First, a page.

Format

Send to

Choose Destination
Drug Alcohol Depend. 2016 Oct 1;167:228-32. doi: 10.1016/j.drugalcdep.2016.08.620. Epub 2016 Aug 28.

Evaluation of a reduced nicotine product standard: Moderating effects of and impact on cannabis use.

Author information

1
Department of Psychiatry and Behavioral Sciences, Duke University Medical Center, Durham, NC, 27705, USA; Department of Psychiatry and Behavioral Sciences, Johns Hopkins University School of Medicine, Baltimore, MD, 21224, USA. Electronic address: lauren.pacek@duke.edu.
2
Department of Psychiatry and Behavioral Sciences, Johns Hopkins University School of Medicine, Baltimore, MD, 21224, USA.
3
Centre for Addiction and Mental Health, Toronto, ON, Canada.
4
Center for Alcohol and Addiction Studies, Brown University, Providence, RI, 02912, USA.
5
Department of Biobehavioral Health and Population Sciences, University of Minnesota Medical School, Duluth, MN, 55812, USA.
6
Department of Psychiatry and Behavioral Sciences, Duke University Medical Center, Durham, NC, 27705, USA.
7
Biostatistics and Bioinformatics Core, Masonic Cancer Center, University of Minnesota, Minneapolis, MN, 55455, USA.
8
Department of Health Outcomes and Behavior, Moffitt Cancer Center, Tampa FL, 33612, USA.
9
Department of Psychiatry, Perelman School of Medicine, University of Pennsylvania, Philadelphia, PA, 19104, USA.
10
Division of Biostatistics, School of Public Health, University of Minnesota, Minneapolis, MN, 55455, USA.
11
Masonic Cancer Center and Department of Psychiatry, University of Minnesota, Minneapolis, MN, 55455, USA.
12
Department of Psychology, University of Pittsburgh, Pittsburgh PA, 15260, USA.

Abstract

INTRODUCTION:

The Family Smoking Prevention and Tobacco Control Act authorized the FDA to reduce the nicotine content in cigarettes. Research is needed to guide proposed regulations, including evaluation of consequences to public health. This study evaluated how a reduced nicotine product standard might be moderated by and impact cannabis use.

METHODS:

Secondary analysis of a controlled clinical trial examining the effects of nicotine content in cigarettes in adult daily smokers. Linear regression assessed whether baseline cannabis use moderated behavioral, subjective, or physiological effects of smoking very low nicotine content (VLNC) versus normal nicotine content (NNC) cigarettes. Repeated measures analysis of associations between nicotine condition and prevalence and frequency of cannabis use was completed using generalized estimating equations (GEE).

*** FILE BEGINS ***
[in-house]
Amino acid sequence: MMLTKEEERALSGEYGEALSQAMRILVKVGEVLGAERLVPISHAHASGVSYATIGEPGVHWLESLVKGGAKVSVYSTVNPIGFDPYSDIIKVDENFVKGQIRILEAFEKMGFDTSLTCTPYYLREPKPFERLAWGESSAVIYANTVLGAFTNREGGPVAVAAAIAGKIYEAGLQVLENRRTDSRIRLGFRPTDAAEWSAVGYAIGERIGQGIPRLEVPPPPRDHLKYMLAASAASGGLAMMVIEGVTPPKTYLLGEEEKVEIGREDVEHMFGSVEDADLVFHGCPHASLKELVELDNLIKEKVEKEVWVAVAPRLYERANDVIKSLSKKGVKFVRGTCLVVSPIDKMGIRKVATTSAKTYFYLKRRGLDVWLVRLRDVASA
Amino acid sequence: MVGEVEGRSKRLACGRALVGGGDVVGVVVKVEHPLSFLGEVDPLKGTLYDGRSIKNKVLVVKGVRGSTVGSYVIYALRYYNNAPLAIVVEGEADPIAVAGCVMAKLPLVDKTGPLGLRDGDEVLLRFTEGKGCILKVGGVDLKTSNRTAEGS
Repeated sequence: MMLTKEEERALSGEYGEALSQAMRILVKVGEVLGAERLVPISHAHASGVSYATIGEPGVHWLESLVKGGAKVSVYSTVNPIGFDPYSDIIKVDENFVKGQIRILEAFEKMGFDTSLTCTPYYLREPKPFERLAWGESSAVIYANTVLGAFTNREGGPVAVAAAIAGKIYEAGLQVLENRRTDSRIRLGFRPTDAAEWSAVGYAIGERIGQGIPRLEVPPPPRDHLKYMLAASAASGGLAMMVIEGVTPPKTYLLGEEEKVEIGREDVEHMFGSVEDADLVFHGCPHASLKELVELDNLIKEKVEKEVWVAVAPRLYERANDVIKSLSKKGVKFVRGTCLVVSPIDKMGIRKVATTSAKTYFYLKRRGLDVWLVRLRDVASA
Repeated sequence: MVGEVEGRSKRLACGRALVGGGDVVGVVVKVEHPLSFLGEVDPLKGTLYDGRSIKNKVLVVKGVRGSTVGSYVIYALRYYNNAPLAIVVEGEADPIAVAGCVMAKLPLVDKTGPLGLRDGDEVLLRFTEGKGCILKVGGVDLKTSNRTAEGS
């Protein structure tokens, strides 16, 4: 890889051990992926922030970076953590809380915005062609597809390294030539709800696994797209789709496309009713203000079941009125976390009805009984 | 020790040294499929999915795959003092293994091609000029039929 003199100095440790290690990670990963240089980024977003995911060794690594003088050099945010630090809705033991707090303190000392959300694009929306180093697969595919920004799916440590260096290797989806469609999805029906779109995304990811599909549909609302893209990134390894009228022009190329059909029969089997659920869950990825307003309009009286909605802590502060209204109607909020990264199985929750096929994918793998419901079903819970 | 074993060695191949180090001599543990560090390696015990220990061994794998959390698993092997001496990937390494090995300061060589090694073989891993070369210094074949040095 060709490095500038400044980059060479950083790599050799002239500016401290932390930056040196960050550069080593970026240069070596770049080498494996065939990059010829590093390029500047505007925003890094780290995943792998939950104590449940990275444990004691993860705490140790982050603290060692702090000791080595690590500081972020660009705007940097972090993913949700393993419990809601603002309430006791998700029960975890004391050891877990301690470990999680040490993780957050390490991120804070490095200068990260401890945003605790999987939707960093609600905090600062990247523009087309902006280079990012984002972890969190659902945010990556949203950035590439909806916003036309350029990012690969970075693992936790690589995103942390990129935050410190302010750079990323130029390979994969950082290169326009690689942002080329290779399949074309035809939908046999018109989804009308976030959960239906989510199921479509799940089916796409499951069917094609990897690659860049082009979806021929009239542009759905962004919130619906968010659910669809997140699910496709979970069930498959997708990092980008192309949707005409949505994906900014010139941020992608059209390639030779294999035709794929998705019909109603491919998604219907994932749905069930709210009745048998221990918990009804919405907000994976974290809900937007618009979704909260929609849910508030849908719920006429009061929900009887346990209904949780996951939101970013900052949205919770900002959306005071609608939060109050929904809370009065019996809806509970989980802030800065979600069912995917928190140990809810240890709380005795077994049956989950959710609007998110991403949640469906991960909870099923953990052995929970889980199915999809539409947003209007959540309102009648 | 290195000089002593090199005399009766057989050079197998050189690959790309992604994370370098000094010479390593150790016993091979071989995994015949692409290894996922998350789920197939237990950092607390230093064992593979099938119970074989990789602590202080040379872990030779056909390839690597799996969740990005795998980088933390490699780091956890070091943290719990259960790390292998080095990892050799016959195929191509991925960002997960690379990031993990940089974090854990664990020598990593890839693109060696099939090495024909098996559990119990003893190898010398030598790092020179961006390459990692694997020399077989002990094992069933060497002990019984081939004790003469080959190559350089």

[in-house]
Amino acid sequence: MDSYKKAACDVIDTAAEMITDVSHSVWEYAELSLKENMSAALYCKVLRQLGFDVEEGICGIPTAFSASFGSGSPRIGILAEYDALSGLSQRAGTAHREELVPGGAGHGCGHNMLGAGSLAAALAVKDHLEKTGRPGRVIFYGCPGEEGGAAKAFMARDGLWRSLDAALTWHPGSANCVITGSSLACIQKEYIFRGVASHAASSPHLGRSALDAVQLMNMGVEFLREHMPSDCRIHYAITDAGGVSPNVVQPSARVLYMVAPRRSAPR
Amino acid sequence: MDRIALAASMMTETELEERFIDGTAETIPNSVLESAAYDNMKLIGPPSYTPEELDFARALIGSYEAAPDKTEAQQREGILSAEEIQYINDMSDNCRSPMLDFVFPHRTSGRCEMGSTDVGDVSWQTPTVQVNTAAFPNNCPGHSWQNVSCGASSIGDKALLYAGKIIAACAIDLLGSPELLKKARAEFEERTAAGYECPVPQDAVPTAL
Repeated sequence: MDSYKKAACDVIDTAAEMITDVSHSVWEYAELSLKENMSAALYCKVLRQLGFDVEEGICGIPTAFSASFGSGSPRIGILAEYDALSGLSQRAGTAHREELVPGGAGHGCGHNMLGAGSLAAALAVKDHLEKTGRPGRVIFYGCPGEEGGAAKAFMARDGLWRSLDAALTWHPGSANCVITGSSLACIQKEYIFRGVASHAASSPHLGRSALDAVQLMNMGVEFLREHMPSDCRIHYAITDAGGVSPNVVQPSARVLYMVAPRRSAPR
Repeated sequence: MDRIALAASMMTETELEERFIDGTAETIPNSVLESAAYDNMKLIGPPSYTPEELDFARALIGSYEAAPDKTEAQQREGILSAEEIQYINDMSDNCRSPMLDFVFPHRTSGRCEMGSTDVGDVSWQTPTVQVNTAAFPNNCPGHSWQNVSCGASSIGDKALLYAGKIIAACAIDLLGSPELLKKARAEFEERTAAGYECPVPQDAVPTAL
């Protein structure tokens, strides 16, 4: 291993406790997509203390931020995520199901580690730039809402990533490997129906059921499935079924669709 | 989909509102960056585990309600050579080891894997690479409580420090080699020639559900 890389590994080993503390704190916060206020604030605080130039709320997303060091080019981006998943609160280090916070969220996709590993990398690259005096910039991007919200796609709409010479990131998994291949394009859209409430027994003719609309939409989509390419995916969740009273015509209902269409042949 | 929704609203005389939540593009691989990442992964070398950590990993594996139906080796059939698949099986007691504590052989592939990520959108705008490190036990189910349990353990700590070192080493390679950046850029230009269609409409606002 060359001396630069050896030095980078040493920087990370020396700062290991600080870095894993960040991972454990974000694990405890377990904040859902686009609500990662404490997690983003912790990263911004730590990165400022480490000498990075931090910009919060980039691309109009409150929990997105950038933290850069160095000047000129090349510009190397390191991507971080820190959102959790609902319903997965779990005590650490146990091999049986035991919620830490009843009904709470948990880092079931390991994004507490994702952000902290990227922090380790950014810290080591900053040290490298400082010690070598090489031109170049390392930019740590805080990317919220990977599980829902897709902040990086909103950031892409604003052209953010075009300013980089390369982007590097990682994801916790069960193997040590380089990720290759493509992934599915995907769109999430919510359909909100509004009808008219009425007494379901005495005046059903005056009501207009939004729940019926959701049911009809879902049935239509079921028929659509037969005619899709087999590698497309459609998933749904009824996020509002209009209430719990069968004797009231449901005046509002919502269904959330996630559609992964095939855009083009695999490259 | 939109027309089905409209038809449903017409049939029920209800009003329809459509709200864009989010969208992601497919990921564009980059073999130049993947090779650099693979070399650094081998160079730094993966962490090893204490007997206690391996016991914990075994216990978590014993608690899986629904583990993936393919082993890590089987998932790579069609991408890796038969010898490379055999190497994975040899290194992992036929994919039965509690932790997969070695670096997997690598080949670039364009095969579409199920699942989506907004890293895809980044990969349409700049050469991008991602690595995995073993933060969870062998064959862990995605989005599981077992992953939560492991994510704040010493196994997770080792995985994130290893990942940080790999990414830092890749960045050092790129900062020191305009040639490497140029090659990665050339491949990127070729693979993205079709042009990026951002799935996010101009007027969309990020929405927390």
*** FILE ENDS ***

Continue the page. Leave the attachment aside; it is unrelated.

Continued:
RESULTS:

Cannabis use did not moderate most of the following effects of VLNC cigarettes: Among cannabis users and non-users, smokers randomized to VLNC cigarettes reported lower nicotine dependence, cigarettes per day, biomarkers of nicotine exposure, and craving compared to smokers randomized to NNC cigarettes. Non-cannabis using smokers randomized to VLNC cigarettes also reported lower smoking dependence motives and had lower tobacco-specific nitrosamine exposure and total puff volume versus smokers randomized to NNC cigarettes. For cannabis users, smokers randomized to VLNC cigarettes reported decreased positive affect. VLNC cigarette use did not impact the prevalence or frequency of cannabis use.

DISCUSSION:

Findings provide evidence that nicotine reduction in cigarettes could have beneficial effects on cigarette smoking regardless of cannabis use. Results suggest that transitioning to VLNC cigarettes is unlikely to alter current rates of cannabis use.

KEYWORDS:

Cannabis; Cigarette; Co-use; Comorbidity; Marijuana; Nicotine; Smoking

PMID:
27590743
PMCID:
PMC5037041
DOI:
10.1016/j.drugalcdep.2016.08.620
[Indexed for MEDLINE]
Free PMC Article

Supplemental Content

Full text links

Icon for Elsevier Science Icon for PubMed Central
Loading ...
Support Center